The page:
In Ohio, Rick Santorum's Downward Spin

The upstart GOP presidential contender needs to prove he can close the deal.

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DAYTON, Ohio—Some of the band members at Dayton Christian School wear shirts that read, "Keep calm and play on." Maybe that should be Rick Santorum's new campaign slogan.

As in Michigan and a few other states, Santorum once held a sizeable lead over his Republican rivals for president in the Buckeye State. But as the Ohio primary draws nigh—one of the 10 Super Tuesday contests to be held on March 6—Santorum is once again becoming the Great Shrinking Candidate.

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A week ago, various polls showed that the former Pennsylvania senator led Mitt Romney by more than 10 percentage points in Ohio. But now, as voters prepare to cast their ballots, the two candidates are essentially tied, with Newt Gingrich and Ron Paul trailing far behind. For all of Santorum's brashness and brimstone, he now risks a reputation as the candidate who can't close the deal.

Santorum, naturally, is trying to spin his electoral disadvantages into an asset. In a rally in the auditorium at Dayton Christian, Santorum told a polite crowd—many of them wide-eyed students—that "I'm a candidate who shouldn't be here. I've been outspent in every state I've run in." By Santorum's account, Romney has outspent him 6 to 1. Ohio Attorney General Mike DeWine, who introduced Santorum, pegged Romney's money advantage at 8 or 9 to 1. "I ask the people of Ohio," Santorum urged, "to think not just about how much money [the candidates] have, but where's their soul, where's their conviction, how much fight do they have."

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Perhaps out of deference to the grade-schoolers in the audience, Santorum glossed over some of the social and moral issues that have been a staple of other stump speeches. He made an oblique reference to the recent flap over contraception, for example, and once mentioned "the dignity of life." But he drew more applause when he described himself as "growing up in a steelworker town, having to fight for everything you got. You've got to earn it."

The scrappy underdog theme may be the best pitch Santorum can make in a state where GOP voters seem generally disillusioned with all the candidates. "Santorum has proved that if you work hard you can make something of yourself," said Pam Tipton, a 50-something Republican at the rally who has been to a few Tea Party events and would have voted for Texas Gov. Rick Perry if he were still running. "I love his ideals and everything he stands for." Her main priority, she says, is simply getting President Obama out of office.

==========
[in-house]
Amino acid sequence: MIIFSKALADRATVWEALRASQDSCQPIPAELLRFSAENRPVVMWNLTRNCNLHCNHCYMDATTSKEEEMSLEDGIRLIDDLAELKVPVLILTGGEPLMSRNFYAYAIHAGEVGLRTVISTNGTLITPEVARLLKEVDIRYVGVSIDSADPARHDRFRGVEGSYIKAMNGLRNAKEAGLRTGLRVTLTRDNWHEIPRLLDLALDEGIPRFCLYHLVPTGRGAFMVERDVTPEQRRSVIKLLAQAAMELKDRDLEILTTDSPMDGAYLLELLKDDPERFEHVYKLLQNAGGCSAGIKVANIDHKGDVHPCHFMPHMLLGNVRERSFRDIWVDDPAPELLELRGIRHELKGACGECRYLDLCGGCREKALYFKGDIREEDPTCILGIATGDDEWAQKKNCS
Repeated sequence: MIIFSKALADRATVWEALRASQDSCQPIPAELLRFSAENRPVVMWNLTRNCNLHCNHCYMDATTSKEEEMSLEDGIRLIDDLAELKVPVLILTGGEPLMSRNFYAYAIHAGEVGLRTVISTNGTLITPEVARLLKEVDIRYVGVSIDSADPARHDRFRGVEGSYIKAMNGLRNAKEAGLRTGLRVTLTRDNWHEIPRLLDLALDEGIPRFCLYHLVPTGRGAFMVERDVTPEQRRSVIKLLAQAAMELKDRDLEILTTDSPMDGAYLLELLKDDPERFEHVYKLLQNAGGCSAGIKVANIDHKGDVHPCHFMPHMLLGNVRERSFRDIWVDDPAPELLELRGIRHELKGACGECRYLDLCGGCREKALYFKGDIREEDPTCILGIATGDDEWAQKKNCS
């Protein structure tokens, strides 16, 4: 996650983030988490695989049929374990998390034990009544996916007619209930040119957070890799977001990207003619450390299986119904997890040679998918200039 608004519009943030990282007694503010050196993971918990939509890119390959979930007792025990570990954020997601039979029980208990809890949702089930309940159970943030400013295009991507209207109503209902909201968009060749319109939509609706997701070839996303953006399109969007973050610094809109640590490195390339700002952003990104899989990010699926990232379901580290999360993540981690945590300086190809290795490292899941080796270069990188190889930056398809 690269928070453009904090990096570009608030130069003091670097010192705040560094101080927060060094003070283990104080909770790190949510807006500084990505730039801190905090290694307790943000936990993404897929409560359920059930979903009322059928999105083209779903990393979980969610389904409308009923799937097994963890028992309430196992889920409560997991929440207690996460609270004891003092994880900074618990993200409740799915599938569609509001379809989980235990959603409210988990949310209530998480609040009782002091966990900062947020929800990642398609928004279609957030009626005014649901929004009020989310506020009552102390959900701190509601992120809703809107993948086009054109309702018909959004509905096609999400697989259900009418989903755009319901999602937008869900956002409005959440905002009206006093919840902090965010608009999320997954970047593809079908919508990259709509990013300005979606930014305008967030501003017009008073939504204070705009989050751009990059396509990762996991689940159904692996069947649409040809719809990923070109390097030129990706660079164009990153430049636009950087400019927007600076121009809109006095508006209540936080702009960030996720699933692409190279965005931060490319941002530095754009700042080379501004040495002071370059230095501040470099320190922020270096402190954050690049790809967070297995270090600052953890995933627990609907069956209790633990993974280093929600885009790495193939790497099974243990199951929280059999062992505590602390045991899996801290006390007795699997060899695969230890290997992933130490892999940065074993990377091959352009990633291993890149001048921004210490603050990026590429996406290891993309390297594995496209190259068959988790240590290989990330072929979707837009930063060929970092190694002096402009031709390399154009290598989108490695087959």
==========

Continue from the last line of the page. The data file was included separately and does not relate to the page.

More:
Yet Santorum is sinking for good reason. By failing to complete registration procedures in several voting districts, Santorum has forfeited more than one-quarter of the 66 delegates up for grabs in Ohio—even if he wins in a landslide. The Romney campaign cites that as sloppy logistical work that would leave Santorum vulnerable to a well-oiled Obama campaign, if Santorum were the GOP nominee in the fall.

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Romney's cash advantage is also fueling a last-minute advertising binge, including some SuperPac-funded negative ads portraying Santorum as a debate bumbler, flip-flopper and "just another Washington insider." Santorum is airing few ads, if any, in response.

Then there's the blasé appeal of the whole GOP field, which has left many Republicans unmotivated and could keep turnout low. One of the "special guests" sitting in the front row at Santorum's Dayton rally was Republican State Senator Peggy Lehner—even though she hasn't endorsed Santorum, or any Republican presidential candidate, and doesn't plan to until there's a nominee this fall. "I'm scratching my head along with many other Republicans," Lehner said. "I'm still trying to determine who has the best shot of knocking off Barack Obama." Even without her support, however, Santorum plans to play on.

Rick Newman is the author of Rebounders: How Winners Pivot From Setback To Success, to be published in May. Follow him on Twitter: @rickjnewman

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